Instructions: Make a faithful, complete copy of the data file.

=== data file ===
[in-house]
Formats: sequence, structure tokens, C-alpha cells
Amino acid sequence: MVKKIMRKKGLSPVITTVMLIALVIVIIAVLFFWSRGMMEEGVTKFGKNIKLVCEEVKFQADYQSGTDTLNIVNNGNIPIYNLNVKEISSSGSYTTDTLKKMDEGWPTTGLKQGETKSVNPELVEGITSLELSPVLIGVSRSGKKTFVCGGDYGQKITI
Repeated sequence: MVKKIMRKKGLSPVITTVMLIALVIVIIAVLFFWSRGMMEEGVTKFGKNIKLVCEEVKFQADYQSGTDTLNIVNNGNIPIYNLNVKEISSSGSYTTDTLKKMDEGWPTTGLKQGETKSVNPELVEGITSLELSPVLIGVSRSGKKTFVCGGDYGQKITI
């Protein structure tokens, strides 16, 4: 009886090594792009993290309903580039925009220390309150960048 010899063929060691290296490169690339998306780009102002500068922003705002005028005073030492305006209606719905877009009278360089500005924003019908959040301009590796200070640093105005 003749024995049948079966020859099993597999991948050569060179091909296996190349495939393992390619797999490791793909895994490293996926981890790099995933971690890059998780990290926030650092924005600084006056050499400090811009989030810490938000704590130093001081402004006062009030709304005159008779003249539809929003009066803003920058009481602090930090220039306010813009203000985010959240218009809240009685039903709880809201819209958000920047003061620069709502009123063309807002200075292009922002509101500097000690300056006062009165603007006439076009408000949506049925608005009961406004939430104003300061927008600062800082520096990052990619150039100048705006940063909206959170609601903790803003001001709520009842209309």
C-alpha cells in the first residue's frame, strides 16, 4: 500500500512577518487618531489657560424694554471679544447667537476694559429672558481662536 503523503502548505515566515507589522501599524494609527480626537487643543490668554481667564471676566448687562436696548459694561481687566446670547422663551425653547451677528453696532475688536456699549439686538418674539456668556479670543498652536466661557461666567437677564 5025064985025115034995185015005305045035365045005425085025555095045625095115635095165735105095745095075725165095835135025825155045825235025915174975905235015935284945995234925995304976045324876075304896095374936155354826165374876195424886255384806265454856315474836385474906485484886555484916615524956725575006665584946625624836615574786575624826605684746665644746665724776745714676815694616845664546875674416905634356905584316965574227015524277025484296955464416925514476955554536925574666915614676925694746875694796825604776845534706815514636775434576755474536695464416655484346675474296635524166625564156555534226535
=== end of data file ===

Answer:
[in-house]
Formats: sequence, structure tokens, C-alpha cells
Amino acid sequence: MVKKIMRKKGLSPVITTVMLIALVIVIIAVLFFWSRGMMEEGVTKFGKNIKLVCEEVKFQADYQSGTDTLNIVNNGNIPIYNLNVKEISSSGSYTTDTLKKMDEGWPTTGLKQGETKSVNPELVEGITSLELSPVLIGVSRSGKKTFVCGGDYGQKITI
Repeated sequence: MVKKIMRKKGLSPVITTVMLIALVIVIIAVLFFWSRGMMEEGVTKFGKNIKLVCEEVKFQADYQSGTDTLNIVNNGNIPIYNLNVKEISSSGSYTTDTLKKMDEGWPTTGLKQGETKSVNPELVEGITSLELSPVLIGVSRSGKKTFVCGGDYGQKITI
């Protein structure tokens, strides 16, 4: 009886090594792009993290309903580039925009220390309150960048 010899063929060691290296490169690339998306780009102002500068922003705002005028005073030492305006209606719905877009009278360089500005924003019908959040301009590796200070640093105005 003749024995049948079966020859099993597999991948050569060179091909296996190349495939393992390619797999490791793909895994490293996926981890790099995933971690890059998780990290926030650092924005600084006056050499400090811009989030810490938000704590130093001081402004006062009030709304005159008779003249539809929003009066803003920058009481602090930090220039306010813009203000985010959240218009809240009685039903709880809201819209958000920047003061620069709502009123063309807002200075292009922002509101500097000690300056006062009165603007006439076009408000949506049925608005009961406004939430104003300061927008600062800082520096990052990619150039100048705006940063909206959170609601903790803003001001709520009842209309």
C-alpha cells in the first residue's frame, strides 16, 4: 500500500512577518487618531489657560424694554471679544447667537476694559429672558481662536 503523503502548505515566515507589522501599524494609527480626537487643543490668554481667564471676566448687562436696548459694561481687566446670547422663551425653547451677528453696532475688536456699549439686538418674539456668556479670543498652536466661557461666567437677564 5025064985025115034995185015005305045035365045005425085025555095045625095115635095165735105095745095075725165095835135025825155045825235025915174975905235015935284945995234925995304976045324876075304896095374936155354826165374876195424886255384806265454856315474836385474906485484886555484916615524956725575006665584946625624836615574786575624826605684746665644746665724776745714676815694616845664546875674416905634356905584316965574227015524277025484296955464416925514476955554536925574666915614676925694746875694796825604776845534706815514636775434576755474536695464416655484346675474296635524166625564156555534226535